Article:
The jailing of opposition politician Victoire Umuhoza Ingabire, who was seen as the “last standing real opposition member”, has raised concerns that the government is stifling democracy.
The High Court in Kigali last week handed Ms Ingabire, the head of the yet-to-be registered Union Democratic Forces-FDU Inkingi, eight years in jail after finding her guilty of complicity in treason and genocide ideology.
The sentencing followed a two-year trial in which the prosecution had sought a life imprisonment sentence.
High Court Judge Alice Rulisa, delivered the verdict in the case in which Ms Ingabire, along with four others, faced charges of terrorism, inciting citizens against the government, genocide denial and promoting the genocide ideology and ethnic divisions.
Ms Ingabire joins Bernard Ntaganda, the former leader of Parti Sociale Imberakuri, who was sentenced to four years in jail for organising an illegal assembly and inciting divisions based on ethnicity, and Deo Mushayidi, serving a life sentence on charges related to terrorism, genocide denial and treason.
Several other politicians, including former President Pasteur Bizimungu and Charles Ntakirutinka, have been imprisoned for criticising the government and later released on pardon or after serving time. Mr Bizimungu and Mr Ntakirutinka were charged under the same laws.
With Ms Ingabire’s jailing, key opposition members in Rwanda are now either in jail or living outside Rwanda, something Human Rights Watch (HRW) says confirms fears that the government is increasingly becoming intolerant to dissenting voices.
“The prosecution of Ingabire for ‘genocide ideology’ and divisionism illustrates the Rwandan government’s unwillingness to accept the role of opposition parties in a democratic society. The courts should not be used for such political purposes,” said Daniel Bekele, Africa director of HRW.
The rights group accused Rwanda of using anti-genocide laws to crush dissent, with all the politicians in question charged under the same laws. It noted that the government has a duty to prevent hate speech. “However, the responsibility to prevent violence should not be used as an excuse for stifling criticism or prohibiting discussion of certain events nor should it be invoked as a pretext for delaying democratic reforms,” said Mr Bekele.
Rwanda’s Minister of Justice Tharcisse Karugarama said the rights group was merely seeking media attention “by involving itself in matters of national interest that are entirely legal.”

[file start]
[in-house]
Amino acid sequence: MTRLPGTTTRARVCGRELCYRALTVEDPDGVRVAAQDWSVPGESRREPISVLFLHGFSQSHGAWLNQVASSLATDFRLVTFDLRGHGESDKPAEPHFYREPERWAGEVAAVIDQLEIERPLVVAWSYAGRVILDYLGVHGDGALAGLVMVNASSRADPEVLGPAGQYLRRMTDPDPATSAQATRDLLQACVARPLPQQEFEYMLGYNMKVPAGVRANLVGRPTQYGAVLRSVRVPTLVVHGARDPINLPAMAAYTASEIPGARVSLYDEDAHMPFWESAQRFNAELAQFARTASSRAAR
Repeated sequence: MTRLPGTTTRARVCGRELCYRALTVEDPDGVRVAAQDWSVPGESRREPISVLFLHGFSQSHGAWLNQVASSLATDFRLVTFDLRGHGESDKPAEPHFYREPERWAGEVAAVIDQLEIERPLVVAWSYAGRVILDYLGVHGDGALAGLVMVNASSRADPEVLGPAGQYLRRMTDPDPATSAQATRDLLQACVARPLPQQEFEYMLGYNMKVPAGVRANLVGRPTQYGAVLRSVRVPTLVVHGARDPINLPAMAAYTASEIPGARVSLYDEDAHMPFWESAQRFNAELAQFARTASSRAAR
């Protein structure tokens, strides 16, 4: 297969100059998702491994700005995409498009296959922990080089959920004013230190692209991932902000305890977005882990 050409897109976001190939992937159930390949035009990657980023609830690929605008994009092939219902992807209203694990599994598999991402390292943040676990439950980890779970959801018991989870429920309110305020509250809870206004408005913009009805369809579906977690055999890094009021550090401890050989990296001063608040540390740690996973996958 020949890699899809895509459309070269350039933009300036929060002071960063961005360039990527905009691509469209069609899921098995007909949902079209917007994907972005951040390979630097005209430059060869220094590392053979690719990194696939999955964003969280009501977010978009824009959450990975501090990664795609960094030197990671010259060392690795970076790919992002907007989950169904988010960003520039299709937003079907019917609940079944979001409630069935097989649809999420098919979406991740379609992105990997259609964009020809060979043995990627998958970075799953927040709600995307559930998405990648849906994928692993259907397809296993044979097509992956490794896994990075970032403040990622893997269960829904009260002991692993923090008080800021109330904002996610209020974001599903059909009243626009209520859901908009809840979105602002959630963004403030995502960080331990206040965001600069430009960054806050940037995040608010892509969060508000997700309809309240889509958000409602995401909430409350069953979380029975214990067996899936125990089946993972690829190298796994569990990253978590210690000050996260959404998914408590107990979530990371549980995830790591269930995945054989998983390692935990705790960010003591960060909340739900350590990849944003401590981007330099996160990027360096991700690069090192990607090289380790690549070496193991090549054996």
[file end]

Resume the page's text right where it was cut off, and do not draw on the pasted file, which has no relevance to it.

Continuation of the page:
Mr Karugarama, who is also the Attorney General, said, “It should be noted that it was a total of six charges and she was acquitted on four after thorough investigations and analysis of evidence.”
HRW argues that the sentencing of Ms Ingabire means that there is no functioning opposition party, with the ruling party, the Rwanda Patriotic Front (RPF) dominating the political scene without any meaningful challenge from other parties represented in parliament.
Two types of “opposition groupings” exist in Rwanda, with the one serving in a coalition with the ruling party not considered “true opposition” while the stronger ones led by Ingabire have all had run-ins with the government and the law.
Ms Ingabire’s FDU-Inkingi has not been able to register as a political party, despite several attempts before the 2010 elections.
Mr Ntaganda’s PS Imberakuri split into two, with one part registered and the other remaining loyal to the detained politician.
Christine Mukabunani, the leader of the registered breakaway PS Imberakuri told The EastAfrican that ‘opposition’ does not mean to ‘break the laws of a country’ as they are bigger than individuals or parties.
“When the actions of opposition are deemed to be against the law, it is the court to decide. Our job is to criticise the government but not to fight laws,” Ms Mukabunani, also the spokesperson of the political parties’ forum said.
Ms Ingabire left Rwanda for Europe in 1993, a year later, the genocide took place. She returned in January 2010, only to utter statements upon arrival at Kigali International Airport and later at Kigali Genocide Memorial Centre, all of which were used against her in the case.
Ingabire lead defence lawyer Iain Edwards told The East African that his client maintains a not guilty plea. “We are worried that our clients statements in court and in the letter addressed to the president could have been understood to make the public believe that she was pleading guilty and seeking for a pardon,” Mr Edwards says.
Though it appears in the two-page hand written letter addressed to President Paul Kagame, asking to be ‘forgiven’ if her statements were harmful to anyone and Rwandans in general, Mr Edwards maintains that it does not amount to a guilty plea.
However, despite the defence’s plan to appeal, a member of Ms Ingabire’s party said that they will boycott the Rwandan judiciary as their leader did in April this year, contradicting Mr Edwards.
Boniface Twagirimana, the interim vice president of FDU-Inkingi said that the sentence will be appealed in a court outside Rwanda.
“We still maintain that the charges are politically motivated and that the judiciary is not independent. We will appeal in any other court around the world but not Rwanda. We will go to the East African Court of Justice or the African People’s and Human Rights Court,” Mr Twagirimana said.
In April this year, Ms Ingabire withdrew from her own case citing ‘lack of independence’ of the courts, but the government has dismissed Ingabire’s claims as ‘baseless’, at a time when the sector has been boosted by the international community restoring confidence, sending several cases to be tried there.